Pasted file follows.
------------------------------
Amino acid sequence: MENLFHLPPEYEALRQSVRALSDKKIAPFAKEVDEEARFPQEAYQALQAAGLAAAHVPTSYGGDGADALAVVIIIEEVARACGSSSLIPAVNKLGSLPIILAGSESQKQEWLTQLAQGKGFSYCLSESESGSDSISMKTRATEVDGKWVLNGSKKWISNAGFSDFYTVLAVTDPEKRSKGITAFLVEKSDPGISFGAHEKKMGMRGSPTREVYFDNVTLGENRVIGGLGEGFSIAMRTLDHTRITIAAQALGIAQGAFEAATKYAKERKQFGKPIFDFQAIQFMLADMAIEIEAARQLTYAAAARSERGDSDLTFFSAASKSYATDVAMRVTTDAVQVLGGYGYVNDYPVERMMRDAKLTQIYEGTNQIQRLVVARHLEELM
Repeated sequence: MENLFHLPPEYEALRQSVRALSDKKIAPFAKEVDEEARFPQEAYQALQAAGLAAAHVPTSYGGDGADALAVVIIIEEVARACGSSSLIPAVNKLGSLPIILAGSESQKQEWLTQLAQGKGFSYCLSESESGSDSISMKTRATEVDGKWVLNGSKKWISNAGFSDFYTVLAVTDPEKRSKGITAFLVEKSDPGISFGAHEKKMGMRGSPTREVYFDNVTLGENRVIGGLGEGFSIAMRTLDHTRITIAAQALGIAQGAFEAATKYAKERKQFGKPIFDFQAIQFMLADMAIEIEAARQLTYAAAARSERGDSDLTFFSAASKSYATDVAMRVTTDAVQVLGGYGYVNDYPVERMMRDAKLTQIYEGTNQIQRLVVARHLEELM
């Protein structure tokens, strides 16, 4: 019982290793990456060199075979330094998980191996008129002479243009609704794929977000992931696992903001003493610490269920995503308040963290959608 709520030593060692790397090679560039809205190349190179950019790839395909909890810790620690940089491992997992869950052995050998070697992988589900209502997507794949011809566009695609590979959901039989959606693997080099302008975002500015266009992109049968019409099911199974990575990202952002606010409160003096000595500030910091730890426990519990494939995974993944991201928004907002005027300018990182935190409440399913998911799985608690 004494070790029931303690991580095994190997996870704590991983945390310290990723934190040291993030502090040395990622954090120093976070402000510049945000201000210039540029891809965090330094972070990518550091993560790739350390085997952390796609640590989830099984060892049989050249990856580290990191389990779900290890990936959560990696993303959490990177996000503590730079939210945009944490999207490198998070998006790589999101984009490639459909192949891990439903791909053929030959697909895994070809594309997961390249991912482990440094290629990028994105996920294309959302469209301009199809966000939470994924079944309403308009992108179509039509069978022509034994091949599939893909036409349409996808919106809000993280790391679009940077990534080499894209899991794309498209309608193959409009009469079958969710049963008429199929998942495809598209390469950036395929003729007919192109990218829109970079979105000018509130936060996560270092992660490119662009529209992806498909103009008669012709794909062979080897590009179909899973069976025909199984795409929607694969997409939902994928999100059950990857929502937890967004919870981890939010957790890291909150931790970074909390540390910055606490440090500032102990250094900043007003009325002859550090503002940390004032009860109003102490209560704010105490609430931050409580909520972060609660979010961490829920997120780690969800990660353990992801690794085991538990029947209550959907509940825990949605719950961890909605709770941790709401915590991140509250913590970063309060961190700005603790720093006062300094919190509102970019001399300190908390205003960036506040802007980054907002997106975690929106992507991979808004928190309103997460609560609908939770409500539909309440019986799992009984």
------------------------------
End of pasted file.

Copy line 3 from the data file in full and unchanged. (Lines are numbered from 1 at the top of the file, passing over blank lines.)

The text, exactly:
């Protein structure tokens, strides 16, 4: 019982290793990456060199075979330094998980191996008129002479243009609704794929977000992931696992903001003493610490269920995503308040963290959608 709520030593060692790397090679560039809205190349190179950019790839395909909890810790620690940089491992997992869950052995050998070697992988589900209502997507794949011809566009695609590979959901039989959606693997080099302008975002500015266009992109049968019409099911199974990575990202952002606010409160003096000595500030910091730890426990519990494939995974993944991201928004907002005027300018990182935190409440399913998911799985608690 004494070790029931303690991580095994190997996870704590991983945390310290990723934190040291993030502090040395990622954090120093976070402000510049945000201000210039540029891809965090330094972070990518550091993560790739350390085997952390796609640590989830099984060892049989050249990856580290990191389990779900290890990936959560990696993303959490990177996000503590730079939210945009944490999207490198998070998006790589999101984009490639459909192949891990439903791909053929030959697909895994070809594309997961390249991912482990440094290629990028994105996920294309959302469209301009199809966000939470994924079944309403308009992108179509039509069978022509034994091949599939893909036409349409996808919106809000993280790391679009940077990534080499894209899991794309498209309608193959409009009469079958969710049963008429199929998942495809598209390469950036395929003729007919192109990218829109970079979105000018509130936060996560270092992660490119662009529209992806498909103009008669012709794909062979080897590009179909899973069976025909199984795409929607694969997409939902994928999100059950990857929502937890967004919870981890939010957790890291909150931790970074909390540390910055606490440090500032102990250094900043007003009325002859550090503002940390004032009860109003102490209560704010105490609430931050409580909520972060609660979010961490829920997120780690969800990660353990992801690794085991538990029947209550959907509940825990949605719950961890909605709770941790709401915590991140509250913590970063309060961190700005603790720093006062300094919190509102970019001399300190908390205003960036506040802007980054907002997106975690929106992507991979808004928190309103997460609560609908939770409500539909309440019986799992009984």